The committee of trustees has given the go ahead for the first two stages for which the funds are already secured and a contract has already been placed for re-tyring the set of tender wheels which we already possess. These are also now at Buckfastleigh for this to be carried out. Also Brian Oldfield at Bridgnorth has been commissioned to make patterns for some items including the axle box horns. Drawings are being prepared for the fabrication of the frames, the contract for which will shortly be placed. Some space at Bridgnorth has been earmarked for construction of the tender
Terry Jenkins reports on Tender Progress:
- Wheels sent for re-tyring, old tyre removed, new tyres delivered, fitting imminent at Buckfastleigh SDR.
- Four original tender brake hangers acquired.
- Six new dust shields for tender axleboxes acquired.
- New patterns received to cast:
- Tender Axlebox Horns
- Tender Brake Hanger Bracket
- Tender Brakeshaft Bearing
- Tender Brake Cylinder Bearing Bracket
- Work underway on tender brake cylinder covers & piston.
- Drawings for frames, buffer beams, and dragbox parts in preparation for ordering profile cut steel.
Following complaints that umbrellas were needed when working inside the Fruit D (long wheelbase van) during wet weather, with rust engulfing the tools and metal parts stored inside it, the problem was tackled by Dave Kilner re-covering the roof with mineral felt during October. This was completed just before a heavy downfall gave it a successful test with no leaks apparent.
The next task is to solve the problem of the decrepit track under the GUV sales coach, the sleepers having so far disintegrated and the rail chairs sinking into the dirt, that the coach doors at one end can no longer open over the platform! Unless something is done to tie the rails, the next GUV movement is likely to be downwards through the spreading track!
7812 Nameplate auction
Colin Walker has advised that Erlestoke Manor’s original right side nameplate and cabside number plate were up for auction in Sheffield sometime in early December. We await news of the possible new owner(s) but the auctioneer’s website indicates that the winning bid was for £12,000.
Wheel Drop Appeal
The SVR has issued an appeal for £150,000 funds for a wheel drop to be installed at Bridgnorth using equipment recently purchased which had become surplus to requirements in a Midlands rail depot. Lack of such a facility on the SVR accounts for why 7802 is currently at Buckfastleigh receiving axle box attention.
The Fund trustees have agreed to put £10,000 towards this appeal and other SVR loco owners are also believed to be responding with donations. Based on the response so far, the SVR Board on 9th December agreed to commence this work in January for completion hopefully by next Easter. Hopefully an appeal brochure will be included with this newsletter.
Branch lines around Oswestry, by Vic Mitchell & Keith Smith, Middleton Press Book Review by Des Ainsworth
This book, which was published in October as part of a long running series by Middleton Press, will be of interest to anyone with memories of the railway lines around Oswestry. It is in three sections covering the lines Gobowen to Welshpool, the Tanat Valley Branch and the Llanfyllin Branch from Llanymynech. There are 120 black and white photographs and maps and track layouts for all the stations along the routes. As expected Manors are well represented with photos of Bradley and Erlestoke; Childrey, Draycott, Fringford, Hinton and Foxcote are also included. There is an excellent photograph of two Dukedogs (9002 & 9025) in Welshpool Station on 9th July 1949.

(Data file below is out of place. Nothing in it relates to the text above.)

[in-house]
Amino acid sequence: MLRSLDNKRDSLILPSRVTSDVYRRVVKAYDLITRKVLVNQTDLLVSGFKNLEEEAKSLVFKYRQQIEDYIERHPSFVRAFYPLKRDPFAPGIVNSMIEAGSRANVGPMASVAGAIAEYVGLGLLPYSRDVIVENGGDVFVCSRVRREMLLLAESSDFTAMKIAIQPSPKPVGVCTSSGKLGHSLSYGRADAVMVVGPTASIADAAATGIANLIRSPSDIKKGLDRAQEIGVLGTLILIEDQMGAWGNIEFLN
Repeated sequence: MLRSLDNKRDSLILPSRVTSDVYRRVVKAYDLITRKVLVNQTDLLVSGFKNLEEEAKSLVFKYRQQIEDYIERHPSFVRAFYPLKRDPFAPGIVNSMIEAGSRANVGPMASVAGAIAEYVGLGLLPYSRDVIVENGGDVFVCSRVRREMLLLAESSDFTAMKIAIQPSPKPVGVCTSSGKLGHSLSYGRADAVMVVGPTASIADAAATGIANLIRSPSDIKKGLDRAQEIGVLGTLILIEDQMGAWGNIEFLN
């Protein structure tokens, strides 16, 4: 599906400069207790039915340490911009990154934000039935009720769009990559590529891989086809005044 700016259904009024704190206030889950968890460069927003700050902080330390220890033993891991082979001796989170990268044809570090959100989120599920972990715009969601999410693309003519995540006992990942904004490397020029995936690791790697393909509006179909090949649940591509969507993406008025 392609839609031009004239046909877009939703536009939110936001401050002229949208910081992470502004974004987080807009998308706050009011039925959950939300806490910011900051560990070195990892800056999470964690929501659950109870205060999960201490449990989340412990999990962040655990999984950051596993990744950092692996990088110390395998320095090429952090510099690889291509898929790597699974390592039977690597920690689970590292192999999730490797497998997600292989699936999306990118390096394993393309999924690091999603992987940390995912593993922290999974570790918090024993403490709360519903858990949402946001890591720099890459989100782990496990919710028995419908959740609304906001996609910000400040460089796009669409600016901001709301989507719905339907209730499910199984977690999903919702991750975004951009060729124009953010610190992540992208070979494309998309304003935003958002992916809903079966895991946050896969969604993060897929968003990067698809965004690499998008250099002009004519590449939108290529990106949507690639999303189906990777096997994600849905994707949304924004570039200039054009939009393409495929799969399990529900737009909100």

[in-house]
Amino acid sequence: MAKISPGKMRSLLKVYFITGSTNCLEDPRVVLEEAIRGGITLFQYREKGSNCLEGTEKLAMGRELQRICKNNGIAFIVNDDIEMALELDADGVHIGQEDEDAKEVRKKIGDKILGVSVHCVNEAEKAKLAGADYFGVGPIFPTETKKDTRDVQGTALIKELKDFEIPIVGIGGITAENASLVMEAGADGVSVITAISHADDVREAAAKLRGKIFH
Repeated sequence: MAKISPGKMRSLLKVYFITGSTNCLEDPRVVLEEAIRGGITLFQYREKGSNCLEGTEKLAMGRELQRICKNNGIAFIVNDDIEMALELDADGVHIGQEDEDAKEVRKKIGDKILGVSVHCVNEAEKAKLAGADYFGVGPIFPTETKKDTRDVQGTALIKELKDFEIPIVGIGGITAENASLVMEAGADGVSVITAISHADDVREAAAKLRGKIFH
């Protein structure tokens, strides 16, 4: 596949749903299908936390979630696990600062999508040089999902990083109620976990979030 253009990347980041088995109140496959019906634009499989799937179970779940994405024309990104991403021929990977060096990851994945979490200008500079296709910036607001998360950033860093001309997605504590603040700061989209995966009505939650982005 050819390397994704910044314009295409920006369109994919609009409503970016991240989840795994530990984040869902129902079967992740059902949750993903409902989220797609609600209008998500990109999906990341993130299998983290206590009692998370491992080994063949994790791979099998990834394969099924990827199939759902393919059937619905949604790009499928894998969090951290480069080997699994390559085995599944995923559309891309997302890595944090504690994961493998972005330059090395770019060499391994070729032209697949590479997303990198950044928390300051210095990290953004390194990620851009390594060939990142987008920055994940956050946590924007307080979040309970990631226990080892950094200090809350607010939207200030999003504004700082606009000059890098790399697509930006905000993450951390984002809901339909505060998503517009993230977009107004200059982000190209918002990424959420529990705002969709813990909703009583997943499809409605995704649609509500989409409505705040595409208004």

Bradley Manor is featured on the cover and very appropriate as I remember going to see it pass through Llanymynech on route from Welshpool to Whitchurch on Sunday 17th January 1965; it was on the Stephenson Locomotive Society (Midland Area) Farewell to the Cambrian Railways – the line closed the next day
Oswestry was the HQ of the Cambrian Railway and had impressive buildings to match as this photo of the station taken on 1st September 1960 shows.
Our own 7802 also features here on a three coach train. Compare (if you can screw your eyes up sufficiently) with the photo on the yellow book cover on the previous page – same loco, same location but a different day and with only a two coach train.
Far be it for me to criticise your excellent journal but I think your Technical Note about the brake needs a little amplification. (He’s so polite! – Ed)
The GW Passenger engines were equipped with a vacuum brake only, as distinct from LMS etc. engines which tended to be fitted with a steam brake. Hence the operation of the brake was somewhat different. GW engines were also fitted with a mechanical pump to maintain the vacuum when in motion, again as distinct from others which used the noisy and steam wasting small ejector continuously.
To enable correct operation of the brake on the engine, a reservoir is provided and a device called the retaining valve, this has a hole in it which allows the ejector or the pump to create 25” of vacuum in the train pipe and 22” in the reservoir. Hence the 2 needles on the gauge, the left hand being the train pipe and the right hand the reservoir. When the brake is applied the train pipe needle drops down below the reservoir needle and the retaining valve swaps over and the vacuum pump now only exhausts the reservoir so maintaining the amount of brake the driver has applied. This situation remains until the ejector is opened and the retaining valve swaps back to allow the pump to draw air from the train pipe and keep the brakes off. Thus the brake on the engine is proportional to the difference in vacuum between the train pipe and the reservoir. This is why you see the fireman applying the hand brake when “easing up” as the reservoir on some locos can leak off and the engine move whilst he is “in between”. Also to release the brake the reservoir vacuum has to be equal to or below the train pipe so in your picture the brake on the engine was in fact OFF.
All this makes working the GW brake a little more difficult than its LMS counterpart and I remember as a budding fireman being allowed to drive, opening the ejector before applying the brake and the driver, one J.A.Rees, leapt across the cab, slammed it shut and said “We’ll have none of your stinking Midland habits here!” Nevertheless, it is a much more elegant device and once mastered is a joy to operate